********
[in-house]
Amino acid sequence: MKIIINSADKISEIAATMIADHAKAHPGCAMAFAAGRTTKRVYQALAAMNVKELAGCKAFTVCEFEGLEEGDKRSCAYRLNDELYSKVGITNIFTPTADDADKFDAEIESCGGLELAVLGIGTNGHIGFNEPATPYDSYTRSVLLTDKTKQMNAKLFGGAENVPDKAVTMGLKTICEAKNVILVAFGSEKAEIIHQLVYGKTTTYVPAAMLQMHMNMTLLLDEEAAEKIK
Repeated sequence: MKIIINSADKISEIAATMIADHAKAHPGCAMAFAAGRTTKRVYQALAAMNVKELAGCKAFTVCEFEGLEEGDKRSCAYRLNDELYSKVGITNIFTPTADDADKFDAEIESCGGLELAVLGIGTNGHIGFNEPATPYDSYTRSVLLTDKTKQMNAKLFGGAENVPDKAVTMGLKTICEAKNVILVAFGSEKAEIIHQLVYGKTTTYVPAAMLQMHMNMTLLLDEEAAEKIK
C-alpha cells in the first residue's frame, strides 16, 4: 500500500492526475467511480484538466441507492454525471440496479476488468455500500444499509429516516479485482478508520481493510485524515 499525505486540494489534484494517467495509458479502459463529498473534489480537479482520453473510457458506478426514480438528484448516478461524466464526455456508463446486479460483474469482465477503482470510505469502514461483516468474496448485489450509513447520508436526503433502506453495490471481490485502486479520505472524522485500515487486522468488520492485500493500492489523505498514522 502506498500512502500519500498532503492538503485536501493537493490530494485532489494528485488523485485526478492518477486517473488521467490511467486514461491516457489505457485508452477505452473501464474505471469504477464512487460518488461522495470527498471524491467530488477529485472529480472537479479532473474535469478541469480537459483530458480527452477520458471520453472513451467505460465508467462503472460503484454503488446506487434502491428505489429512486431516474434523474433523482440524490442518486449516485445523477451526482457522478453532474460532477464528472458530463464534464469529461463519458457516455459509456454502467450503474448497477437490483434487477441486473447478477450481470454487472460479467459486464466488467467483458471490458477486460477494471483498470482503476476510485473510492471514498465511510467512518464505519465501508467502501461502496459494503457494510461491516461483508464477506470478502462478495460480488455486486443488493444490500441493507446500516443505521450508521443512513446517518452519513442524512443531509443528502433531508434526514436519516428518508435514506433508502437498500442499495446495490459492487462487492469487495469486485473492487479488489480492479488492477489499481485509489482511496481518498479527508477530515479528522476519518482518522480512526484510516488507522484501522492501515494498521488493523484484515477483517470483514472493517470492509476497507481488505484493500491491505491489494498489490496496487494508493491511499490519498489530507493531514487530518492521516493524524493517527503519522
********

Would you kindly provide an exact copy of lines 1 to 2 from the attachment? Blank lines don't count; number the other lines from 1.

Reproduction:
[in-house]
Amino acid sequence: MKIIINSADKISEIAATMIADHAKAHPGCAMAFAAGRTTKRVYQALAAMNVKELAGCKAFTVCEFEGLEEGDKRSCAYRLNDELYSKVGITNIFTPTADDADKFDAEIESCGGLELAVLGIGTNGHIGFNEPATPYDSYTRSVLLTDKTKQMNAKLFGGAENVPDKAVTMGLKTICEAKNVILVAFGSEKAEIIHQLVYGKTTTYVPAAMLQMHMNMTLLLDEEAAEKIK